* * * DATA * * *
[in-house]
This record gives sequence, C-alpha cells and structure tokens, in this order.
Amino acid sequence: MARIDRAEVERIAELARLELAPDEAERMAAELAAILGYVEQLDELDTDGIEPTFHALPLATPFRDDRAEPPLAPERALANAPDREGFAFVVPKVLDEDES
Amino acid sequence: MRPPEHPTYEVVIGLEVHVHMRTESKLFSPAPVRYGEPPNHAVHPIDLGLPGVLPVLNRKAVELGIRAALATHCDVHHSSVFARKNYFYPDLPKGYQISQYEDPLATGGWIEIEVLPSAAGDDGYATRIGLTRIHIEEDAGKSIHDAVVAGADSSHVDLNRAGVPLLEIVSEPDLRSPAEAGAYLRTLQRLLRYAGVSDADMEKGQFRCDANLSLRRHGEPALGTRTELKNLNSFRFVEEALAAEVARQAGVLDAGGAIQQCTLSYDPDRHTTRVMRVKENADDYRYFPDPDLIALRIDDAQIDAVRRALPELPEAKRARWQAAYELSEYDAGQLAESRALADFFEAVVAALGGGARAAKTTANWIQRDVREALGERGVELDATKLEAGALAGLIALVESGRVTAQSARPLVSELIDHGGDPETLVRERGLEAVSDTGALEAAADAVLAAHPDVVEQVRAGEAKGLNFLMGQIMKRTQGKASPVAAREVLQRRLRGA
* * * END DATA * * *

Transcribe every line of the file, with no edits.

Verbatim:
[in-house]
This record gives sequence, C-alpha cells and structure tokens, in this order.
Amino acid sequence: MARIDRAEVERIAELARLELAPDEAERMAAELAAILGYVEQLDELDTDGIEPTFHALPLATPFRDDRAEPPLAPERALANAPDREGFAFVVPKVLDEDES
Amino acid sequence: MRPPEHPTYEVVIGLEVHVHMRTESKLFSPAPVRYGEPPNHAVHPIDLGLPGVLPVLNRKAVELGIRAALATHCDVHHSSVFARKNYFYPDLPKGYQISQYEDPLATGGWIEIEVLPSAAGDDGYATRIGLTRIHIEEDAGKSIHDAVVAGADSSHVDLNRAGVPLLEIVSEPDLRSPAEAGAYLRTLQRLLRYAGVSDADMEKGQFRCDANLSLRRHGEPALGTRTELKNLNSFRFVEEALAAEVARQAGVLDAGGAIQQCTLSYDPDRHTTRVMRVKENADDYRYFPDPDLIALRIDDAQIDAVRRALPELPEAKRARWQAAYELSEYDAGQLAESRALADFFEAVVAALGGGARAAKTTANWIQRDVREALGERGVELDATKLEAGALAGLIALVESGRVTAQSARPLVSELIDHGGDPETLVRERGLEAVSDTGALEAAADAVLAAHPDVVEQVRAGEAKGLNFLMGQIMKRTQGKASPVAAREVLQRRLRGA